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October 15, 2023

Inhibit ageing with Exercise

The process of aging is intricate, influenced by various factors that interact with each other. These
factors encompass lifestyle choices and genetic elements. As people grow older, they experience
physiological changes that lead to a decline in functional capacity and alterations in body
composition. Simultaneously, there is a decrease in both the volume and intensity of physical
activity. The variance in the aging process among older adults can be attributed to a combination of
genetic and lifestyle factors.

Scientific evidence corroborates the notion that regular physical activity can enhance the average
lifespan by affecting the development of chronic diseases. Nevertheless, individuals exhibit
substantial diversity in their aging processes and their responses to exercise programs. The latest
guidelines from the American College of Sports Medicine (ACSM) emphasize that both aerobic
exercise and resistance training can increase aerobic capacity and muscle strength in older adults by
20%–30% or more. This helps mitigate the physiological effects of a sedentary lifestyle and extends
active life expectancy by reducing the onset and progression of chronic diseases and disabling

The ACSM Position Stand classifies the strength of evidence obtained from literature analysis into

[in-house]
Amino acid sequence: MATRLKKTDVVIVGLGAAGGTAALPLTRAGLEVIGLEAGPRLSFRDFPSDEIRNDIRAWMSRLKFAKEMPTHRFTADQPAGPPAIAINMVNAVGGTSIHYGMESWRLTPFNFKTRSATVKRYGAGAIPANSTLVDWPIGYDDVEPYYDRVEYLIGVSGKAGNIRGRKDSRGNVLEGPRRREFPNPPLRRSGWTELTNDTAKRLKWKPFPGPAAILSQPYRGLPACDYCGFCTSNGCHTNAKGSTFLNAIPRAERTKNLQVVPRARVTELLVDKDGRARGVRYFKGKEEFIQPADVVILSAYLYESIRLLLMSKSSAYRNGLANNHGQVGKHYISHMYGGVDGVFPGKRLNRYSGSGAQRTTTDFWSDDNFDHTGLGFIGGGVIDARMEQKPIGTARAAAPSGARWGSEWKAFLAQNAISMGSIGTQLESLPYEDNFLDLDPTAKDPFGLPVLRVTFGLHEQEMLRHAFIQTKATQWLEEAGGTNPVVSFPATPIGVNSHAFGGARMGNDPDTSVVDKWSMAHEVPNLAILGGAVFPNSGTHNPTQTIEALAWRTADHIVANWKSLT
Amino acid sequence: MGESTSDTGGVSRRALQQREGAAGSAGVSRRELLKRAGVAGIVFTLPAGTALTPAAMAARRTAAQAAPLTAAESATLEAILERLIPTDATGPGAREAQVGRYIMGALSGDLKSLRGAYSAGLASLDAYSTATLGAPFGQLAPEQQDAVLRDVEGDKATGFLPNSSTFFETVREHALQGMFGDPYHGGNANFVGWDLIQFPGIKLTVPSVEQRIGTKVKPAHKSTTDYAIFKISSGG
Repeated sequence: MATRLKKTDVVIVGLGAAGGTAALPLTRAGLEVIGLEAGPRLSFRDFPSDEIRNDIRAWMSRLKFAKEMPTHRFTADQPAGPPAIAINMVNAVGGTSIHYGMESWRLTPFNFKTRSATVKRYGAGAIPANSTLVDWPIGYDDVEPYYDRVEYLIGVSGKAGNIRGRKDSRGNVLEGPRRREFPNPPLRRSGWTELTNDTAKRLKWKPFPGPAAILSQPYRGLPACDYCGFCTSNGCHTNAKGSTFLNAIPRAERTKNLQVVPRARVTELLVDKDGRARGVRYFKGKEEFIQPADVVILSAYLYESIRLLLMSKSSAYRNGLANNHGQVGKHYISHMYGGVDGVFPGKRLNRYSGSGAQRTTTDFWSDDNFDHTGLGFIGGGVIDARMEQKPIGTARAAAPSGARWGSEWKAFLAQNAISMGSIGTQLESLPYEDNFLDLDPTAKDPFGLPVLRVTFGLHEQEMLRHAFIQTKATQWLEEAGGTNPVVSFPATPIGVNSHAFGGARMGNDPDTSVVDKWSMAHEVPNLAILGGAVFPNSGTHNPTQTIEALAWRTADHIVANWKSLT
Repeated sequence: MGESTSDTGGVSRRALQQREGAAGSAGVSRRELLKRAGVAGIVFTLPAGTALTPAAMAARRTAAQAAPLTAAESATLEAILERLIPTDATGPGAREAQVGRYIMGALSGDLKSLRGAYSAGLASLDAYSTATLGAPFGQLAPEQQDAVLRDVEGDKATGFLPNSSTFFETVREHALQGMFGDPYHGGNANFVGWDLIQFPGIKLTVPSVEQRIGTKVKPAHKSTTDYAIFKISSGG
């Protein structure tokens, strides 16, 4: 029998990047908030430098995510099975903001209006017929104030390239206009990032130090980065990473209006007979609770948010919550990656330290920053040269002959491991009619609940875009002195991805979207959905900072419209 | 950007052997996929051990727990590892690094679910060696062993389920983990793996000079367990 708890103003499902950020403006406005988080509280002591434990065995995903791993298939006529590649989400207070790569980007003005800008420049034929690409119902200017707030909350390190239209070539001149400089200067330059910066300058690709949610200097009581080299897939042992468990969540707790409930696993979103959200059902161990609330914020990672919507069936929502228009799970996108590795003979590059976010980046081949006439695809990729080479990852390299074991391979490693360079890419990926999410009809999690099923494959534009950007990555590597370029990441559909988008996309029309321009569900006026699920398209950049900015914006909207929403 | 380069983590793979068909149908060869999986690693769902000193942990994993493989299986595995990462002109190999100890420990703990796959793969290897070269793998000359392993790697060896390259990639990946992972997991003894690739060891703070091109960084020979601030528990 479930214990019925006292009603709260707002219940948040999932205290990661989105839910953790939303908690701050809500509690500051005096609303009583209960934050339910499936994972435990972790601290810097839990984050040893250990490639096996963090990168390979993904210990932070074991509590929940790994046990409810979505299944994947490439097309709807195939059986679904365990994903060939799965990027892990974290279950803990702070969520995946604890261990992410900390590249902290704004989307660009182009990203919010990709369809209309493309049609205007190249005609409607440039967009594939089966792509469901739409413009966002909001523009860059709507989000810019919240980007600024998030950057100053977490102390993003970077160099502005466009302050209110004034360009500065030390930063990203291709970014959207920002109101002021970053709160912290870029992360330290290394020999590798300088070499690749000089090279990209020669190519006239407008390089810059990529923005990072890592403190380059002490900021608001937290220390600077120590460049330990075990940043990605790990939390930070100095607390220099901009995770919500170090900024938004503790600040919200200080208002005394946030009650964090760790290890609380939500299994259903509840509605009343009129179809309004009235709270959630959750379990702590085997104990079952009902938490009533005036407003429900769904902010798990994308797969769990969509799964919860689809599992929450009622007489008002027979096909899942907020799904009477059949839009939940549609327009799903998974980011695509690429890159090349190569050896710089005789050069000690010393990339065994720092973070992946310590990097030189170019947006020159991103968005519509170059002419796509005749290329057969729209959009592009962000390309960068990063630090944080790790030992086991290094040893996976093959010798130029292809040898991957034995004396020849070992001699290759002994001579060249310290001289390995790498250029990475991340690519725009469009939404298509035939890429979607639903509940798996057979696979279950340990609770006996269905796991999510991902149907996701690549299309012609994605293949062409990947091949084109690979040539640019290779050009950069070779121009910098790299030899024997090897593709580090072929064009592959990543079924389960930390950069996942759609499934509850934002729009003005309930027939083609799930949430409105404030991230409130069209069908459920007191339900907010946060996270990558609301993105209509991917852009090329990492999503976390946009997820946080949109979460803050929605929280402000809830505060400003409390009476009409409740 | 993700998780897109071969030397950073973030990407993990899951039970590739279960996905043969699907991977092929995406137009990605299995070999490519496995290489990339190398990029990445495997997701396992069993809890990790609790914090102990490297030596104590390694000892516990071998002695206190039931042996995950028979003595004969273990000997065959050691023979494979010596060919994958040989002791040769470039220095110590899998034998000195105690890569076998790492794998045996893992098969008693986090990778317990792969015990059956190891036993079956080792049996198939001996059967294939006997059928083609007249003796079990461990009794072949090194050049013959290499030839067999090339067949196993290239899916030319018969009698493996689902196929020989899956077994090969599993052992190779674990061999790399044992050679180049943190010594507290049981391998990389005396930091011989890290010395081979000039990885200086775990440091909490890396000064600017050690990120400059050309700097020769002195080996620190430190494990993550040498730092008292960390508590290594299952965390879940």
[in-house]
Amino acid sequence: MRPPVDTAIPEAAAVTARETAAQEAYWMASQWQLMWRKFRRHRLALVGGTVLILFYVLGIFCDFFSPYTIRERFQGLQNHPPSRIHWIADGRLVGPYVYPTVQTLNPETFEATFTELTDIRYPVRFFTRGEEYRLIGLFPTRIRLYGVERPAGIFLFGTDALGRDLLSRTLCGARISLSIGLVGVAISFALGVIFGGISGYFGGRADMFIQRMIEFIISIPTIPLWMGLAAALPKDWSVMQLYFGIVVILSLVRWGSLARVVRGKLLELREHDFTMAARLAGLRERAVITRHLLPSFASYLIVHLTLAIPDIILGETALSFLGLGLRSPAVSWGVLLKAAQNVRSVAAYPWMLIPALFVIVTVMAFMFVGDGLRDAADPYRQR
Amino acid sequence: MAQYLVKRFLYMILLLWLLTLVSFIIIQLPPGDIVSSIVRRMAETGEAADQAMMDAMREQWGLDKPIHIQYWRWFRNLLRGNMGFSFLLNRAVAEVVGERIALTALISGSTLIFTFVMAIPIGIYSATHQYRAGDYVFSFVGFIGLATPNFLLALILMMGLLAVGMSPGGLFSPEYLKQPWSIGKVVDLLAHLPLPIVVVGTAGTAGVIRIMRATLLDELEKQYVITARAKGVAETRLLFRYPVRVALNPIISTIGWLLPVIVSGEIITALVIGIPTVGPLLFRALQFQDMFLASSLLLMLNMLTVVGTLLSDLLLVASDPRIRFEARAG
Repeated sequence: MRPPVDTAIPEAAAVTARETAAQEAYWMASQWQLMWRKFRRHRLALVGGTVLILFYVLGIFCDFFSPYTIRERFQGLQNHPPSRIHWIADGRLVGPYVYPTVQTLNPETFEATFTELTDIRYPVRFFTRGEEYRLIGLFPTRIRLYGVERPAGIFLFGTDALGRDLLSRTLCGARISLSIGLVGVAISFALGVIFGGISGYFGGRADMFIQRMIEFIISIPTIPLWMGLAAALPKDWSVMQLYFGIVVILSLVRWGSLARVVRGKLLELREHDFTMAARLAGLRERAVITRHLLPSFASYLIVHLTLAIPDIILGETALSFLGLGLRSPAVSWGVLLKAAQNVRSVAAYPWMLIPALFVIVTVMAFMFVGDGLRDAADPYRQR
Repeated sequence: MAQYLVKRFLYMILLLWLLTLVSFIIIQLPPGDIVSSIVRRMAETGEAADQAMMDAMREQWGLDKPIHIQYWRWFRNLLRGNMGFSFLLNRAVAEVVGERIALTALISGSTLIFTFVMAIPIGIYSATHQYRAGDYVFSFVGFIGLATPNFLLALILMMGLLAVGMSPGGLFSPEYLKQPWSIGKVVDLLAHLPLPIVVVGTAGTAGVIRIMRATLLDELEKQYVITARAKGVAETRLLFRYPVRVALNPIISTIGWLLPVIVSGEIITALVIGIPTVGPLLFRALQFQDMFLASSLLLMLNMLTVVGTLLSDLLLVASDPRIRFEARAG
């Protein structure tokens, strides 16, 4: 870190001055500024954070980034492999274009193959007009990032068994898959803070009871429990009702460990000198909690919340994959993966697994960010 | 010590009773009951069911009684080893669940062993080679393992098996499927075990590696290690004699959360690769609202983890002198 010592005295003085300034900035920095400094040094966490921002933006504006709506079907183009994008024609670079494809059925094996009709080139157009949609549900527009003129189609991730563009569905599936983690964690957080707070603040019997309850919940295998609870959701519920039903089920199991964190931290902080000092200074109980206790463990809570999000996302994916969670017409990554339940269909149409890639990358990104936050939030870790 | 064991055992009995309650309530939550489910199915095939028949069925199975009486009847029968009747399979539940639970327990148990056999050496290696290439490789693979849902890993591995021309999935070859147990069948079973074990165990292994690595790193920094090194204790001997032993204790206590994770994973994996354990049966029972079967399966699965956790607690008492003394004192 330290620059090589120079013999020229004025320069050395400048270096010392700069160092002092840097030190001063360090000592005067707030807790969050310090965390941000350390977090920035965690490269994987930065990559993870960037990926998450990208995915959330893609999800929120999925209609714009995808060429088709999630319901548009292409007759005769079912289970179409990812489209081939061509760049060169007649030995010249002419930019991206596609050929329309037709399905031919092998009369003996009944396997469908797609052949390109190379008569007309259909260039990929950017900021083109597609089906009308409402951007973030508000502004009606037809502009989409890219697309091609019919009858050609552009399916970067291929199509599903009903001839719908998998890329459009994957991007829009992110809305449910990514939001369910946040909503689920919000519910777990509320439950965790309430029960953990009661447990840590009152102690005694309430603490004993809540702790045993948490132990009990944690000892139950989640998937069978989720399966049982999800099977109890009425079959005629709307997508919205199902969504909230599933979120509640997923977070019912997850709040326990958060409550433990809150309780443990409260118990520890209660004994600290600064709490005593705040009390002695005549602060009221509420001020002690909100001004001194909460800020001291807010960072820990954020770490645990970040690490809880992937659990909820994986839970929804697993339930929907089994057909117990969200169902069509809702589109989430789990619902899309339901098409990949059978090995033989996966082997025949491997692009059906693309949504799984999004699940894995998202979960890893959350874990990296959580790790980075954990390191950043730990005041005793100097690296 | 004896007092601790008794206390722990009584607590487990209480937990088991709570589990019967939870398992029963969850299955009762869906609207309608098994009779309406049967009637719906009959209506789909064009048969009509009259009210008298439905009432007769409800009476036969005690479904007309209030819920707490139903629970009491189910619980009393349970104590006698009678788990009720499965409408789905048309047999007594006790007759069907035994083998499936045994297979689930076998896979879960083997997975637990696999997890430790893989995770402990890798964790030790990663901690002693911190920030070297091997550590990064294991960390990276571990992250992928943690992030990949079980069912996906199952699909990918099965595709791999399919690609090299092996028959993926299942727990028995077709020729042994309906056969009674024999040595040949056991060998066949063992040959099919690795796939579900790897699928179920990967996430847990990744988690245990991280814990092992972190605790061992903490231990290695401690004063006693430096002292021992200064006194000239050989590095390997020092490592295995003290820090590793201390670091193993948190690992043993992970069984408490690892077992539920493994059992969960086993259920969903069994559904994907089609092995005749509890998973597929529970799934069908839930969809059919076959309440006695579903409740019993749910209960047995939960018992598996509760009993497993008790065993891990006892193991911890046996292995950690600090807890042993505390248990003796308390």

four categories:

  1. Evidence Level A: This category is supported by overwhelming evidence from randomized
    controlled trials and/or observational studies, which consistently reveal substantial data.
  2. Evidence Level B: Strong evidence emerges from a combination of randomized controlled trials
    and/or observational studies. However, some studies within this category may yield results that are
    inconsistent with the overall conclusion.
  3. Evidence Level C: Generally positive or suggestive evidence is found in a smaller number of
    observational studies and/or uncontrolled or non-randomized trials.
  4. Evidence Level D: When the strength of the evidence is deemed insufficient to place it in
    categories A through C, panel consensus judgment falls into this category.

In the ACSM Position Stand, significant evidence is categorized as follows:

  • Evidence Category A: Regular physical activity enhances average life expectancy by influencing the
    development of chronic diseases, mitigating age-related biological changes, preserving functional
    capacity, and promoting overall health and well-being.
  • Evidence Categories B/C: Regular physical activity positively impacts a wide range of physiological
    systems, potentially differentiating between individuals who age successfully and those who do not.
  • Evidence Category B: Vigorous, long-term participation in aerobic training leads to increased
    cardiovascular reserve and skeletal muscle adaptations in older individuals. This enables them to
    endure submaximal exercise loads with reduced cardiovascular stress and muscular fatigue
    compared to their untrained peers. Prolonged aerobic exercise also appears to slow down the age-
    related accumulation of central body fat and provides cardioprotection.
  • Evidence Category A: Older adults can significantly enhance their strength and muscular power
    through resistance training.
  • Evidence Category B: Improvements in muscle quality are similar between older and younger
    adults, with no apparent sex-specific differences.

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